Providing extra care for hearing aids and amplification devices is vital, particularly for patients who rely on these technologies to communicate and stay connected with their support system.

The ongoing pandemic has raised our consciousness around proper handwashing and overall infection control. In line with this increased concern for proper hygiene, audiologists can encourage patients to develop helpful habits such as wiping down hearing aids or other amplification devices daily. They can encourage patients to check their user manuals for specific instructions on appropriate cleaning methods. Patients must be reminded to avoid alcohol-based disinfectants since they can dry out the silicone piece that’s inserted into the ear canal and make them brittle over time.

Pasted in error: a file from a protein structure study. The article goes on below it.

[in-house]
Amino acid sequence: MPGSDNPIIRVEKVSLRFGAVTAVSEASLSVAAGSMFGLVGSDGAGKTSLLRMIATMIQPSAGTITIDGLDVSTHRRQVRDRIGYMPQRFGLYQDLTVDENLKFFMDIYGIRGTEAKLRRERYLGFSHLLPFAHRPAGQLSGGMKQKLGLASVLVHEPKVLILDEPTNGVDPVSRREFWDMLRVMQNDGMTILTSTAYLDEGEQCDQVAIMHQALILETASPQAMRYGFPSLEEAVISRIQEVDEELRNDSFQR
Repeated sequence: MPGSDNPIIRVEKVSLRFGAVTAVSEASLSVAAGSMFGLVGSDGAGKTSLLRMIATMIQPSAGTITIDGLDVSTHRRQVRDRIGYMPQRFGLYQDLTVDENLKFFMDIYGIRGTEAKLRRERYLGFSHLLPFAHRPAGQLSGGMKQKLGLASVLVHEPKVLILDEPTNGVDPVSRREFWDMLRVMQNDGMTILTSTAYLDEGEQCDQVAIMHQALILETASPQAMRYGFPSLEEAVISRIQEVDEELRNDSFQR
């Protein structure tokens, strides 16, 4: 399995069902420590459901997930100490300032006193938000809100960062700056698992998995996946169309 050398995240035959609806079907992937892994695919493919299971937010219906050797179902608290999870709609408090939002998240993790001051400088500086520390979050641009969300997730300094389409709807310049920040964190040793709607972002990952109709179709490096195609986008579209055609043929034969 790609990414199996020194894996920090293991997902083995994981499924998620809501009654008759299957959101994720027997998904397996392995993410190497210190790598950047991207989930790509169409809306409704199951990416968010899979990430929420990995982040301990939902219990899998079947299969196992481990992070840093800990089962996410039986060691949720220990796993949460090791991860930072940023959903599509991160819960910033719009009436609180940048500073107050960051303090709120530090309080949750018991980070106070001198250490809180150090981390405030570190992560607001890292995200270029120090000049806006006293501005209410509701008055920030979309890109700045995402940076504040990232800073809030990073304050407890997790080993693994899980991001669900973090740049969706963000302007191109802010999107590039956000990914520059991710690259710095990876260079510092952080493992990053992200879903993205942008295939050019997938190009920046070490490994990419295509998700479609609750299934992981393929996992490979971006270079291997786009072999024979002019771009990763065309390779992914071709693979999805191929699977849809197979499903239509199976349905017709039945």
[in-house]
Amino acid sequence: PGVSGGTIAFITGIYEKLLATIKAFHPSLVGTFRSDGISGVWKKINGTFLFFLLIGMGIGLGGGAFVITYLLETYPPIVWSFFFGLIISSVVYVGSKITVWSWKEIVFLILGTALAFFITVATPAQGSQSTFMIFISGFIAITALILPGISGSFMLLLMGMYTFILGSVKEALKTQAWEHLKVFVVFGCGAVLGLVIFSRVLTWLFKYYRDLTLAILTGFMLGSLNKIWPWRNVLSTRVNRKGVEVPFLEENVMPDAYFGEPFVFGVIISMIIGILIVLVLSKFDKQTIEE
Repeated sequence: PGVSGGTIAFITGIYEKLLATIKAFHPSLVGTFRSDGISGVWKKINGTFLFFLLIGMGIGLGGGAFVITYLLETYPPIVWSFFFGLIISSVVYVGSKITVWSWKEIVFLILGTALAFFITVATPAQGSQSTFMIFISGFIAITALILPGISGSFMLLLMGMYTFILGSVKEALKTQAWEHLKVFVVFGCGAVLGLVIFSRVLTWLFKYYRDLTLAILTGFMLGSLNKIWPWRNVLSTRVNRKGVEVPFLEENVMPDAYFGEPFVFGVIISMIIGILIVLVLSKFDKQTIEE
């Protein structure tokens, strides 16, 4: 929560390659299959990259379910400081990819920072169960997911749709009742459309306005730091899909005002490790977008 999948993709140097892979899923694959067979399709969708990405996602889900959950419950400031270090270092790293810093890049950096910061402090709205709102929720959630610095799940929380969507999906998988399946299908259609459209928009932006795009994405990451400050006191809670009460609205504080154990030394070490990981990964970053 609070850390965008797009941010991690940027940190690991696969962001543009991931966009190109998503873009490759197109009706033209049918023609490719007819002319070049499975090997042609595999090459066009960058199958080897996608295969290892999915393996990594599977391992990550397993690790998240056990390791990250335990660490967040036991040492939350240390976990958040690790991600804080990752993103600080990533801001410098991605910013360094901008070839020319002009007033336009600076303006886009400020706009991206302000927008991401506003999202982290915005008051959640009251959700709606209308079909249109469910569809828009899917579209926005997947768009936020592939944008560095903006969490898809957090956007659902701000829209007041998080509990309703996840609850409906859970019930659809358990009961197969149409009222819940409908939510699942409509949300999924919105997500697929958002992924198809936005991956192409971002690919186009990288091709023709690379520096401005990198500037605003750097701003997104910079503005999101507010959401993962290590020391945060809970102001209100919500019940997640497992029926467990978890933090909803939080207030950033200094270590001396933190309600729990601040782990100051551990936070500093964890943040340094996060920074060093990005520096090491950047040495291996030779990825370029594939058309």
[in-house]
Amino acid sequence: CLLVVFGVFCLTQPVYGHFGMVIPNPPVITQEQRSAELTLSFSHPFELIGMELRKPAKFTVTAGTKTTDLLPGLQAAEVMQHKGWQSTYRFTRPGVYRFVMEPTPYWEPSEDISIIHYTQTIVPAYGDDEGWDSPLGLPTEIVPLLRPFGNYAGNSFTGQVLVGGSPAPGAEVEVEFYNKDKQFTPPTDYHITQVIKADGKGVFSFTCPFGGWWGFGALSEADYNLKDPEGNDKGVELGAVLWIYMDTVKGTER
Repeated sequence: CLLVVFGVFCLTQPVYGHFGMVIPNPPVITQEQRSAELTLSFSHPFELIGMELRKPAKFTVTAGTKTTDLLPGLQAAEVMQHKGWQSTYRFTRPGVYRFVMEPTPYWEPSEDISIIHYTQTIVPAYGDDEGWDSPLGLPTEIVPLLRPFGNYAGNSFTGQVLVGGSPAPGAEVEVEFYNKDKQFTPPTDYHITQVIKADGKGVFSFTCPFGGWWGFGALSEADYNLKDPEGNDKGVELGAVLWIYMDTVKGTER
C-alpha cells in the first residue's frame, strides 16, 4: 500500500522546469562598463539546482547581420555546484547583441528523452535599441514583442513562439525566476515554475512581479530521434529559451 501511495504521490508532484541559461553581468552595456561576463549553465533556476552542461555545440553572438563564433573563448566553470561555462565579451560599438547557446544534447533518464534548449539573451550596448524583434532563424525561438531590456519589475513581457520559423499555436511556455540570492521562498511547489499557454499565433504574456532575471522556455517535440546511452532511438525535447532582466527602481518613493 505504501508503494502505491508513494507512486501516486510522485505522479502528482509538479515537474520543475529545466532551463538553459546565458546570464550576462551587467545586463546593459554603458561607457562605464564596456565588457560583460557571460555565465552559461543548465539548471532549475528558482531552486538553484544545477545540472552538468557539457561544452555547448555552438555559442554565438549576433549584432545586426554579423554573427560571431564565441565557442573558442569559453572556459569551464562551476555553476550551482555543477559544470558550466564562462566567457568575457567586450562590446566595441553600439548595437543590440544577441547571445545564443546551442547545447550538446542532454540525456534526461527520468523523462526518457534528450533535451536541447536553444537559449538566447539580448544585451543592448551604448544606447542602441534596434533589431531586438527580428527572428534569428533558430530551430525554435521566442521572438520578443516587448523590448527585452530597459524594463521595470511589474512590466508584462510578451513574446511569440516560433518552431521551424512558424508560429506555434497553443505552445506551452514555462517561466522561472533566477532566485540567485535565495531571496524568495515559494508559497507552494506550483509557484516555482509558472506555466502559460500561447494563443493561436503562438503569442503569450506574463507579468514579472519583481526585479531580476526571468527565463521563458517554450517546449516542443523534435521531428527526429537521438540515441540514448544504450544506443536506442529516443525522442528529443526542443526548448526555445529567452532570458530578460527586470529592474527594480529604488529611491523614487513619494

Audiologists can also share tips with caretakers of patients with hearing loss, such as:

  • Keep yourself well through health and sanitation precautions.
  • Teach and encourage patients to better use video chatting technology.
  • For homebound elders, keep them involved in household projects and activities.
  • Plan with the elder on how to manage interruptions in their routines and the possibility of getting sick.

And lastly, simply just catching up with patients can go a long way.

Going back to basics, simply contacting clients and their families to share that they’re on your mind because you care about their well-being can be a powerful display of social solidarity and have a profoundly positive impact. In a collective sense, we could all benefit from a little bit of that solidarity right now. We’re hear for you!